Cigar Aficionado

Porsche 911 Turbo

Yes, Porsche has been racing and winning at Watkins Glen, New York, since the course was 6.6 miles of local road, and the German automaker did introduce the iconic 911 Turbo here in 1974. But there's another reason to unveil the car's latest incarnation at Watkins Glen: short of the Autobahn, there's really no place twisting and tight enough to fully appreciate this extreme machine that is built for the street, but powered for the track.

The pinnacle of the Porsche lineup, the original 911 Turbo borrowed liberally from the cars that the company had campaigned so successfully at Watkins Glen. The first production model (1975) pumped out a then-jaw-dropping 260 horsepower and could leap from 0 to 60 in an incredible 5.5 seconds. Even if those numbers are today mundane—the stuff of a mid-price pony car—Porsche set the bar for street machines, and the reborn 911 Turbo keeps the tradition with a car that will dust about anything now on the road.

For those familiar with the "base" (read: normally aspirated) model, the look is similar, though exaggerated. A wider body flares at fenders that don't even try to conceal the massive wheels and tires needed to put the Turbo's power to the pavement. There's a new spoiler, a split rear wing, an under-floor cover and other wind-cheating touches. Positively massive front air intakes feed the hungry beast within: a rear-mounted, 3.6-liter flat-six. That's the same displacement as the standard two-seater, but with a pair of variable geometry turbochargers, the pony count climbs to 480, bringing the new car's performance within a racer's heartbeat of the Porsche GT3 supercar. Top speed soars to 193 mph, with 0 to 60 times of a neck-snapping 3.7 seconds.

Still not enough giddyap? Opt for the Sport Chrono package. For $1,840 you get a trick stopwatch built into the instrument panel—and tweaks to the engine that permit 10 seconds of overboost. Forget the technical details. Just think 30 more horsepower.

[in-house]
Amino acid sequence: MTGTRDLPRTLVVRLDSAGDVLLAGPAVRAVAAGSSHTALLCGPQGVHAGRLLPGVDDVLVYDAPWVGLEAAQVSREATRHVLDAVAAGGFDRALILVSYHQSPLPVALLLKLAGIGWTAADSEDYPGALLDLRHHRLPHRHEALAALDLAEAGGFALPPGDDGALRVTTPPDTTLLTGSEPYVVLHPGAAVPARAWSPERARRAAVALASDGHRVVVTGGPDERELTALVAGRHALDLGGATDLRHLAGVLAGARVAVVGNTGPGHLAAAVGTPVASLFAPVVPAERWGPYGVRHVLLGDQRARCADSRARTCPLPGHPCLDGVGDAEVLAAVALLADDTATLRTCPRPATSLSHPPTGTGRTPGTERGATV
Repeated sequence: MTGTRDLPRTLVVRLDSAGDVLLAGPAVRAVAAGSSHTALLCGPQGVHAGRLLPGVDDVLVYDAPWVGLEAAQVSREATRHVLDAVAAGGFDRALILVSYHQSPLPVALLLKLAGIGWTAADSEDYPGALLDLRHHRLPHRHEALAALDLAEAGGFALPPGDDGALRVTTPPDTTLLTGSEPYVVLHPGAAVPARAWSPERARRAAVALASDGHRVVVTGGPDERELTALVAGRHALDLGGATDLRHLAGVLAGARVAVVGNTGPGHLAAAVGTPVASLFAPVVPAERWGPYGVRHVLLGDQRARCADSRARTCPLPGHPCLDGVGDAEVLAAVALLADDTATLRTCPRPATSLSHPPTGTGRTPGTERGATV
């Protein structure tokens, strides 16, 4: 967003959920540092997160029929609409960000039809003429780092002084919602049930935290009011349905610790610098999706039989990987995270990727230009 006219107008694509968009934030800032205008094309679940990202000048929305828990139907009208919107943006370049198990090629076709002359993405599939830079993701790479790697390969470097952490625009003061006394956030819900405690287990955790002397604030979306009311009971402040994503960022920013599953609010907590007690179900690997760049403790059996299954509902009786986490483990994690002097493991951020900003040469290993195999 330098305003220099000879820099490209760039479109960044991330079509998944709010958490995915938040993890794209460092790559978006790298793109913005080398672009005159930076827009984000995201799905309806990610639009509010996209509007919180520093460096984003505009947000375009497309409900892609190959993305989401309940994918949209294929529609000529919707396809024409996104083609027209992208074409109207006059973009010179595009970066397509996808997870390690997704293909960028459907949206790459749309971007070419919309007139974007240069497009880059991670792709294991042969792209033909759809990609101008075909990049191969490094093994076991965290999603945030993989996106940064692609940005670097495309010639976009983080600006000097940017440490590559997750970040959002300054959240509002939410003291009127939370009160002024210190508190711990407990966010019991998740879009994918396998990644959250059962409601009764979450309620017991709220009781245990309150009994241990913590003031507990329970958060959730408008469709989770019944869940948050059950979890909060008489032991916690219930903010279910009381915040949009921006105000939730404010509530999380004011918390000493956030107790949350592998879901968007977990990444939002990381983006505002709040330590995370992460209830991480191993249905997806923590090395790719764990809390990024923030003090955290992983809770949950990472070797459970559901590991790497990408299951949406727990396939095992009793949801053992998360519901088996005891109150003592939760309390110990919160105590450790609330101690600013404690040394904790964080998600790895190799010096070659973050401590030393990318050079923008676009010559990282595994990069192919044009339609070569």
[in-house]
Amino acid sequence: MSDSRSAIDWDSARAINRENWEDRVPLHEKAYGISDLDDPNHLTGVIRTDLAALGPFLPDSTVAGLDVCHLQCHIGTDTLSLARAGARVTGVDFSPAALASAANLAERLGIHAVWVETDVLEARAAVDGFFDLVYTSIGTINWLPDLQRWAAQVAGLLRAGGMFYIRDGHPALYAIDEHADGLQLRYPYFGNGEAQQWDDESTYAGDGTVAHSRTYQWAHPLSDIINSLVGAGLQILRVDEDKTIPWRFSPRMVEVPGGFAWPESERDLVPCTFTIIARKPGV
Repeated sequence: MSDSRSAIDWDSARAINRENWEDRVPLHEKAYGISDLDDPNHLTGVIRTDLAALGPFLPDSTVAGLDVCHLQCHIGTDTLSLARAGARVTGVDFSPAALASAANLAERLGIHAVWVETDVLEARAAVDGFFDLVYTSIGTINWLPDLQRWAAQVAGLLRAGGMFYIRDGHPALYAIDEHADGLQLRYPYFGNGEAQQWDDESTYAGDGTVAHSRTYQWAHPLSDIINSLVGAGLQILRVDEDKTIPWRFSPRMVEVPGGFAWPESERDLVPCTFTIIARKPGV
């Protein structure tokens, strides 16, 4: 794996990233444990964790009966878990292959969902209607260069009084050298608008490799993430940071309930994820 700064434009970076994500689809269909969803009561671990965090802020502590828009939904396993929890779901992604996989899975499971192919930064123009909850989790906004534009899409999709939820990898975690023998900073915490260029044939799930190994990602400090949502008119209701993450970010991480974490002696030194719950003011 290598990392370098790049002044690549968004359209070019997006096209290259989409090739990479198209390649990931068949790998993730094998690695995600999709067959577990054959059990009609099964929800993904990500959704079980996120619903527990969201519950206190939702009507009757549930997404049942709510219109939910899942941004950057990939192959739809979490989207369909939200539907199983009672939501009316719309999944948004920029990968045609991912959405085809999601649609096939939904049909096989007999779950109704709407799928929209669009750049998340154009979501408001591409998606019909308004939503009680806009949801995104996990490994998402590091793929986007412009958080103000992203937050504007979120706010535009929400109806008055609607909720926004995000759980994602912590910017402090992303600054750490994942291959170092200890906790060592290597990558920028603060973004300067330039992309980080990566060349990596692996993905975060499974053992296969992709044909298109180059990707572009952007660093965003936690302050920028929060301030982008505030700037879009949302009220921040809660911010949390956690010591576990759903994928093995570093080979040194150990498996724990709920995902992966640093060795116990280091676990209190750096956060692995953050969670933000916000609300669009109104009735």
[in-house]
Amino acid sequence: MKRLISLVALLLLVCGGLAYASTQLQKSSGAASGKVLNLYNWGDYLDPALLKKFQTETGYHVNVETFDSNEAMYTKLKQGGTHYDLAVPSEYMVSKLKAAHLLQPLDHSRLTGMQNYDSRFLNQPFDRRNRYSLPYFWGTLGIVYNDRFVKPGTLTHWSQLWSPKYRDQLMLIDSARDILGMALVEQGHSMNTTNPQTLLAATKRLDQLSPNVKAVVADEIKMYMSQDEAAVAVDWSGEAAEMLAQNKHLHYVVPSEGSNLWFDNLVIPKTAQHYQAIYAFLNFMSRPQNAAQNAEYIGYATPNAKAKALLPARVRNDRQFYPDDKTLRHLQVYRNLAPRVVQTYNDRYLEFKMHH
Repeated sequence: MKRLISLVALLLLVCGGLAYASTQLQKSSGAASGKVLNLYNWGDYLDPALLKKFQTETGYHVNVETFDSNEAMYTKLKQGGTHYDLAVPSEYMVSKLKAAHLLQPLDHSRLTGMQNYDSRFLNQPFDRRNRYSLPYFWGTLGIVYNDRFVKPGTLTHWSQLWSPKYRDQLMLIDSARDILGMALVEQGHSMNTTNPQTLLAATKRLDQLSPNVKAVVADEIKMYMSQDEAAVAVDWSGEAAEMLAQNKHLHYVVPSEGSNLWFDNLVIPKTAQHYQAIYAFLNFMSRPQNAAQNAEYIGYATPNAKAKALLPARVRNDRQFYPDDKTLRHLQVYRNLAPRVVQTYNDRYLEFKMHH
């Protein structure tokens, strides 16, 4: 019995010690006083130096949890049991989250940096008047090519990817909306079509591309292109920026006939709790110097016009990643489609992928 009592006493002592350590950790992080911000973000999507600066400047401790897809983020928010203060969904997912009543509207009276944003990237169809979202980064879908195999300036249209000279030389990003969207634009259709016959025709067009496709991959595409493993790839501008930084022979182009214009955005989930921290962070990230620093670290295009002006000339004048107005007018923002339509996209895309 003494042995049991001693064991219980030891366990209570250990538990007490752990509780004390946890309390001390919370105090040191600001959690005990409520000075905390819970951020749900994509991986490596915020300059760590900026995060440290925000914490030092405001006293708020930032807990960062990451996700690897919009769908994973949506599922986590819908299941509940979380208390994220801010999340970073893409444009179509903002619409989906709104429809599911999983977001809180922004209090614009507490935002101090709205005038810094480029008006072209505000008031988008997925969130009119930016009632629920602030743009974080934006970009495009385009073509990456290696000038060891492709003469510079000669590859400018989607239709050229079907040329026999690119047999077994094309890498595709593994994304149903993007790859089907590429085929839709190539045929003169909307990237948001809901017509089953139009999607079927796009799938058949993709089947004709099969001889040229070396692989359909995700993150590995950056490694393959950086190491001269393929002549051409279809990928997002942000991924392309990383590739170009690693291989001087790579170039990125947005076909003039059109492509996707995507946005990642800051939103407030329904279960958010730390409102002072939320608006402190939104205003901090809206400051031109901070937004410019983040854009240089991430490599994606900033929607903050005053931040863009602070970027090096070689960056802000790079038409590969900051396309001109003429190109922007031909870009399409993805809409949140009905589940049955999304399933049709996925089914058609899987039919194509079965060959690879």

The 911 has long been known as a bit hard to handle. If recent chassis updates haven't exactly tamed the beast, it's a lot easier to drive. The all-wheel-drive system smoothes out the ragged edges, as we gratefully discovered when the leaden skies spat down on the Watkins Glen tarmac. Courage is required to push the new sports car to its limits, but the Porsche inspires the confidence that helps build speed, lap after lap. And on-road, the car proved equally adept, even as the drizzle turned into a downpour.

The Turbo's new, active suspension system lets you dial in for road and driving conditions. The sport mode delivers not only maximum handling, but a lot of jittering on rough pavement. Choosing the comfort mode sacrifices a little grip, but the car remains a surprisingly adept daily driver.

At $122,900 the 911 appeals to an elite few. It's not just the cash, you need the driving skill to truly appreciate the car's potential. But for those who push the limits, it's hard to find anything that can compete with this track-ready, street-legal legend.